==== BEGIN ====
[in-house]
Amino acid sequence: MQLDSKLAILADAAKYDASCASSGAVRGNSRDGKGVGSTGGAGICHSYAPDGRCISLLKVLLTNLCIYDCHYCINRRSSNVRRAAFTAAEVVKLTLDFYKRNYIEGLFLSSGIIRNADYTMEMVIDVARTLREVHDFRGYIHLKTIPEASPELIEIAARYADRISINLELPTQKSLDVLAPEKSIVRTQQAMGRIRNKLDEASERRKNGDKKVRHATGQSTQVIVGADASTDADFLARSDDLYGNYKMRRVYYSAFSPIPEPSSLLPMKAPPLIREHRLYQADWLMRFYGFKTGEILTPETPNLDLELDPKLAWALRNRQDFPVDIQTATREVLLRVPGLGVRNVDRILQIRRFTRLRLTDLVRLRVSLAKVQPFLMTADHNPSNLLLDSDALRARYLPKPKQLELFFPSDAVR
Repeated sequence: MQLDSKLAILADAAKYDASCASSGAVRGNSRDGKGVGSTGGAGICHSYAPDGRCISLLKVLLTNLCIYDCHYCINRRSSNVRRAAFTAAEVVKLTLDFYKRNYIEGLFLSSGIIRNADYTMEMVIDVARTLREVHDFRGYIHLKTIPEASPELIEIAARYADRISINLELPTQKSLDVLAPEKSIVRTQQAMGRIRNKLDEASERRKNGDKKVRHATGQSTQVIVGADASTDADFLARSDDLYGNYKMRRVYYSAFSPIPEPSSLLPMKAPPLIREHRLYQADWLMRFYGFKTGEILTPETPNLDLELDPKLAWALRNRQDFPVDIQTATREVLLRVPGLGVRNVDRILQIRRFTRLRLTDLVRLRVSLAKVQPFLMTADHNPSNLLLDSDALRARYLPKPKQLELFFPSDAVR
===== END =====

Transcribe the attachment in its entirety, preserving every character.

[in-house]
Amino acid sequence: MQLDSKLAILADAAKYDASCASSGAVRGNSRDGKGVGSTGGAGICHSYAPDGRCISLLKVLLTNLCIYDCHYCINRRSSNVRRAAFTAAEVVKLTLDFYKRNYIEGLFLSSGIIRNADYTMEMVIDVARTLREVHDFRGYIHLKTIPEASPELIEIAARYADRISINLELPTQKSLDVLAPEKSIVRTQQAMGRIRNKLDEASERRKNGDKKVRHATGQSTQVIVGADASTDADFLARSDDLYGNYKMRRVYYSAFSPIPEPSSLLPMKAPPLIREHRLYQADWLMRFYGFKTGEILTPETPNLDLELDPKLAWALRNRQDFPVDIQTATREVLLRVPGLGVRNVDRILQIRRFTRLRLTDLVRLRVSLAKVQPFLMTADHNPSNLLLDSDALRARYLPKPKQLELFFPSDAVR
Repeated sequence: MQLDSKLAILADAAKYDASCASSGAVRGNSRDGKGVGSTGGAGICHSYAPDGRCISLLKVLLTNLCIYDCHYCINRRSSNVRRAAFTAAEVVKLTLDFYKRNYIEGLFLSSGIIRNADYTMEMVIDVARTLREVHDFRGYIHLKTIPEASPELIEIAARYADRISINLELPTQKSLDVLAPEKSIVRTQQAMGRIRNKLDEASERRKNGDKKVRHATGQSTQVIVGADASTDADFLARSDDLYGNYKMRRVYYSAFSPIPEPSSLLPMKAPPLIREHRLYQADWLMRFYGFKTGEILTPETPNLDLELDPKLAWALRNRQDFPVDIQTATREVLLRVPGLGVRNVDRILQIRRFTRLRLTDLVRLRVSLAKVQPFLMTADHNPSNLLLDSDALRARYLPKPKQLELFFPSDAVR